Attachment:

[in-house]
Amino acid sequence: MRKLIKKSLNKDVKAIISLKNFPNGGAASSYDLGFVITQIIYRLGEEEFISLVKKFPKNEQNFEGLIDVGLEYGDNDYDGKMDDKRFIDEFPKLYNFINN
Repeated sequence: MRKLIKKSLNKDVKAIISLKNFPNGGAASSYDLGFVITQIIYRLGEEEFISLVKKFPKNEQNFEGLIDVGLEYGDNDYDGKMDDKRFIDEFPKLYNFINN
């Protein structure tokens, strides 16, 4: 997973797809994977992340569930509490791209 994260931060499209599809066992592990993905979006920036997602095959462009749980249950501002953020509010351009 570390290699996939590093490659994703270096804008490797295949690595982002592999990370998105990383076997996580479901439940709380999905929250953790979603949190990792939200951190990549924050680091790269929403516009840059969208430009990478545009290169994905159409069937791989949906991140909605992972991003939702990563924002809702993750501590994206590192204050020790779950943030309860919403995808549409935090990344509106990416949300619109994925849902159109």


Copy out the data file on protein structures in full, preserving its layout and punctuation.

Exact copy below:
[in-house]
Amino acid sequence: MRKLIKKSLNKDVKAIISLKNFPNGGAASSYDLGFVITQIIYRLGEEEFISLVKKFPKNEQNFEGLIDVGLEYGDNDYDGKMDDKRFIDEFPKLYNFINN
Repeated sequence: MRKLIKKSLNKDVKAIISLKNFPNGGAASSYDLGFVITQIIYRLGEEEFISLVKKFPKNEQNFEGLIDVGLEYGDNDYDGKMDDKRFIDEFPKLYNFINN
């Protein structure tokens, strides 16, 4: 997973797809994977992340569930509490791209 994260931060499209599809066992592990993905979006920036997602095959462009749980249950501002953020509010351009 570390290699996939590093490659994703270096804008490797295949690595982002592999990370998105990383076997996580479901439940709380999905929250953790979603949190990792939200951190990549924050680091790269929403516009840059969208430009990478545009290169994905159409069937791989949906991140909605992972991003939702990563924002809702993750501590994206590192204050020790779950943030309860919403995808549409935090990344509106990416949300619109994925849902159109």